To boost the assimilation process, the government started Indian schools that attempted to quickly and forcefully Americanize Indian kids. As per the director of the Carlisle Indian School in Pennsylvania, the schools were designed to “kill the Indian and save the man.” In order to accomplish this objective, the schools required pupils to speak only English, dress in proper American clothing and to replace their Indian names with more “American” ones. These new regulations helped bring Native Americans closer to the conclusion of their classic tribal identity and the start of their life as citizens under the full control of the U.S. administration.
Native American Treaties with the United States
In 1887, Congress passed the General Allotment Act, the most important component of the U.S. government’s assimilation platform, which was intended to “civilize” American Indians by teaching them to be farmers. In order to accomplish this, Congress wanted to establish non-public ownership of Indian property by dividing reservations, which were collectively held, and issuing each family their own block of land.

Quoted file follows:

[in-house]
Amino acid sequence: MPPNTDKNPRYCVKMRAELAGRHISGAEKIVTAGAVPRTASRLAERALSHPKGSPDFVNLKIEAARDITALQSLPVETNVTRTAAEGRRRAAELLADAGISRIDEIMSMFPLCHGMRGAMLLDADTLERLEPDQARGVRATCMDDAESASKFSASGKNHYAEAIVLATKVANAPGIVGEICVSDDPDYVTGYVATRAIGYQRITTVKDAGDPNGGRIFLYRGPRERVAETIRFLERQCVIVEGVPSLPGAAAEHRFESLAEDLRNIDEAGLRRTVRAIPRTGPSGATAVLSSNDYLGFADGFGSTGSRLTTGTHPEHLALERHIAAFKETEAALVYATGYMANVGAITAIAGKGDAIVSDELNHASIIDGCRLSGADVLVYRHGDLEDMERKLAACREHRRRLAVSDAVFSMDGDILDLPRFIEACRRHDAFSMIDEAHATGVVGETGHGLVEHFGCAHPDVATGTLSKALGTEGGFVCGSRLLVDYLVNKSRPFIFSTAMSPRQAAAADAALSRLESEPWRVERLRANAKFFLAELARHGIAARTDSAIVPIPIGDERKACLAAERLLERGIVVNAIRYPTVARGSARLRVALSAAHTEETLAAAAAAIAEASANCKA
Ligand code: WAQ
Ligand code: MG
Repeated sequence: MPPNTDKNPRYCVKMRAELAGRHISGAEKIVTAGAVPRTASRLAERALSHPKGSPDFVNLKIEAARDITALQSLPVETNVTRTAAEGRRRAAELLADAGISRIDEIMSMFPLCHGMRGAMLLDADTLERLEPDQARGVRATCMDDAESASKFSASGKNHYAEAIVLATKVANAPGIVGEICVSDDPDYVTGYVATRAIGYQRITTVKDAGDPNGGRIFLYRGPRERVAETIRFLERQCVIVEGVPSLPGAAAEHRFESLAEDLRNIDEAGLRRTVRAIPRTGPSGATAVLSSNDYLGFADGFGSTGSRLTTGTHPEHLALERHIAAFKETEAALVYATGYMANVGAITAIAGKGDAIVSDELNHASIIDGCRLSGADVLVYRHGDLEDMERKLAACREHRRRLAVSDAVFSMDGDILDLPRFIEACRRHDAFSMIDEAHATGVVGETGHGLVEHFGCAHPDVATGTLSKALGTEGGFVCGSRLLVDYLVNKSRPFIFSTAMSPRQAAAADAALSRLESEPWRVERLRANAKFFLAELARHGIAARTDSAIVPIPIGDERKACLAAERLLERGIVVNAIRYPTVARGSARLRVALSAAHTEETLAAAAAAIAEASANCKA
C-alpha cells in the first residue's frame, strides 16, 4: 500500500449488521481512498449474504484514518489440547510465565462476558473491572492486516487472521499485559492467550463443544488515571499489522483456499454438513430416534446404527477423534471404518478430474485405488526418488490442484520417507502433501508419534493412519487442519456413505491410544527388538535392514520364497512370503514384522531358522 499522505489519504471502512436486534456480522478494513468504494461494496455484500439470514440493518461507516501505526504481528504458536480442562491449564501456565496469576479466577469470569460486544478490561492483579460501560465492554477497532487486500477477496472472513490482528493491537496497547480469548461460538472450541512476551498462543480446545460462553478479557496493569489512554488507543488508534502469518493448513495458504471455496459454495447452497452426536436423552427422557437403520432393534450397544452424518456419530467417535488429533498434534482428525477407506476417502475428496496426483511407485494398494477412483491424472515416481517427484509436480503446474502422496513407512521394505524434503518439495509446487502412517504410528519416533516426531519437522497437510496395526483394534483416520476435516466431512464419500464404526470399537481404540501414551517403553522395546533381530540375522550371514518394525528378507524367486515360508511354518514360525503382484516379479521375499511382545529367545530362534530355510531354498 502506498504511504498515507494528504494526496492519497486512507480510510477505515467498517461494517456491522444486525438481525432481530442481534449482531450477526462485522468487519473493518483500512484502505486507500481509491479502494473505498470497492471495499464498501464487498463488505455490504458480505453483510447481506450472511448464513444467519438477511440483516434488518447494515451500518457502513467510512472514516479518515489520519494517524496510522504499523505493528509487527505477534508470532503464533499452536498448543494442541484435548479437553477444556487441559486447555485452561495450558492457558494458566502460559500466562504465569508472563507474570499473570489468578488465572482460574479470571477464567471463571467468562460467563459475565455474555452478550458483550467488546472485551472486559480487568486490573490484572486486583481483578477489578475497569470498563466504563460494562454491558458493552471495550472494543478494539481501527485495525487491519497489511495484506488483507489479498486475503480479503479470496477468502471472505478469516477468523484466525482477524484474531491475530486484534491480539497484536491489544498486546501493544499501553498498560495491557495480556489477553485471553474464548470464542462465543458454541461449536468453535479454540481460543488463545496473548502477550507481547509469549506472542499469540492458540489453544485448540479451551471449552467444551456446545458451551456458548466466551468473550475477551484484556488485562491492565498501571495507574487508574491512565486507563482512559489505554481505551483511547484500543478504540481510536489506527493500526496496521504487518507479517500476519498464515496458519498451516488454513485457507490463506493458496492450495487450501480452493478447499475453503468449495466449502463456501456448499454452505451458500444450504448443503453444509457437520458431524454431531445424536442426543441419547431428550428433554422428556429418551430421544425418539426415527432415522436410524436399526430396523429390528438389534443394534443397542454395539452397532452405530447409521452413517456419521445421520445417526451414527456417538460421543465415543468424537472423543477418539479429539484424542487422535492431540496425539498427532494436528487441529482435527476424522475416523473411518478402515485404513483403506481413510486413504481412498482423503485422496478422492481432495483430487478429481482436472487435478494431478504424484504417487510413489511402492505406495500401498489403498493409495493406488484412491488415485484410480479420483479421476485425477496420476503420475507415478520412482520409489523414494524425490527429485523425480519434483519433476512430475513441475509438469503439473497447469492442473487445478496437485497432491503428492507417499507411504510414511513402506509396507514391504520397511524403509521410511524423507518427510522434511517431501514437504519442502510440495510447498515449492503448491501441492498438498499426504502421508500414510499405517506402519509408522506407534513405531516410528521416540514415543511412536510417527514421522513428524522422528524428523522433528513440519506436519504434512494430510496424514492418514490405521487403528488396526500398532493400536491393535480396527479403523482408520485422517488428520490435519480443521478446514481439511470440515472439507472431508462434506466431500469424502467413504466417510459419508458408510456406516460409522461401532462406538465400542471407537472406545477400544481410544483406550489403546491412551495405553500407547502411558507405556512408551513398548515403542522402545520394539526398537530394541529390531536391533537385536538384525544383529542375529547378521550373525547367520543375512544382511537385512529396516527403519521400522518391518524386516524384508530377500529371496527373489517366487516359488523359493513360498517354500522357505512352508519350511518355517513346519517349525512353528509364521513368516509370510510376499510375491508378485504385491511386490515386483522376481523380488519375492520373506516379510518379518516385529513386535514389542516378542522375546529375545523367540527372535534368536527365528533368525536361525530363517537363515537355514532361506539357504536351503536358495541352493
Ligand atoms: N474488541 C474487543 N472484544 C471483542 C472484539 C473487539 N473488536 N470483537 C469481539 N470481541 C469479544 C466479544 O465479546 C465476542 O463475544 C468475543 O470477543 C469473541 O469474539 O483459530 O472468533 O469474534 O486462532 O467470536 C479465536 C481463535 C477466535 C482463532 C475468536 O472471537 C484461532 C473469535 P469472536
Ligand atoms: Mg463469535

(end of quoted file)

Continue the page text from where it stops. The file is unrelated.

Additionally, by pushing the Native Americans onto limited plots of land, western developers and settlers could purchase the left over acreage. The General Allotment Act, often called the Dawes Act, required that the Indian lands be surveyed and each family be provided with an allotment of between 80 and 160 acres, while unmarried adults received between 40 to 80 acres; the residual acreage was to be sold. Congress was hoping that the Dawes Act would divide Indian tribes and encourage individual enterprise, while trimming the cost of Indian administration and serving up prime land to be sold to white settlers.